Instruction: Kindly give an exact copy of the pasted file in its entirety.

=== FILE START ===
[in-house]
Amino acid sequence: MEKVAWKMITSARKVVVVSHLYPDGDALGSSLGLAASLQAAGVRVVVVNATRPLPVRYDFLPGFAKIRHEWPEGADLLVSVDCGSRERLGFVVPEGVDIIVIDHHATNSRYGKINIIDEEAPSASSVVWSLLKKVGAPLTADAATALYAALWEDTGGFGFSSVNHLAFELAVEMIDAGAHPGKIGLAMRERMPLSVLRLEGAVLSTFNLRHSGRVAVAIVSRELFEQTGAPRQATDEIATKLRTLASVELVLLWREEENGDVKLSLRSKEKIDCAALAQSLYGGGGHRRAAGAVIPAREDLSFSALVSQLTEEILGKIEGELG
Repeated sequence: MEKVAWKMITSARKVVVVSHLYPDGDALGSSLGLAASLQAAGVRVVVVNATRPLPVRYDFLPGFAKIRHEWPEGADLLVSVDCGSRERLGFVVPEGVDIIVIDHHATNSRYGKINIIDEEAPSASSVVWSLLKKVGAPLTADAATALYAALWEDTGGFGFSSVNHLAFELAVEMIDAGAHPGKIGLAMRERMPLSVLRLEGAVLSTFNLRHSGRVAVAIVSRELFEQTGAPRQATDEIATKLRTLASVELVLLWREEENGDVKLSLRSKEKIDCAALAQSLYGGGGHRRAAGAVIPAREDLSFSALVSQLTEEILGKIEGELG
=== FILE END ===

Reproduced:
[in-house]
Amino acid sequence: MEKVAWKMITSARKVVVVSHLYPDGDALGSSLGLAASLQAAGVRVVVVNATRPLPVRYDFLPGFAKIRHEWPEGADLLVSVDCGSRERLGFVVPEGVDIIVIDHHATNSRYGKINIIDEEAPSASSVVWSLLKKVGAPLTADAATALYAALWEDTGGFGFSSVNHLAFELAVEMIDAGAHPGKIGLAMRERMPLSVLRLEGAVLSTFNLRHSGRVAVAIVSRELFEQTGAPRQATDEIATKLRTLASVELVLLWREEENGDVKLSLRSKEKIDCAALAQSLYGGGGHRRAAGAVIPAREDLSFSALVSQLTEEILGKIEGELG
Repeated sequence: MEKVAWKMITSARKVVVVSHLYPDGDALGSSLGLAASLQAAGVRVVVVNATRPLPVRYDFLPGFAKIRHEWPEGADLLVSVDCGSRERLGFVVPEGVDIIVIDHHATNSRYGKINIIDEEAPSASSVVWSLLKKVGAPLTADAATALYAALWEDTGGFGFSSVNHLAFELAVEMIDAGAHPGKIGLAMRERMPLSVLRLEGAVLSTFNLRHSGRVAVAIVSRELFEQTGAPRQATDEIATKLRTLASVELVLLWREEENGDVKLSLRSKEKIDCAALAQSLYGGGGHRRAAGAVIPAREDLSFSALVSQLTEEILGKIEGELG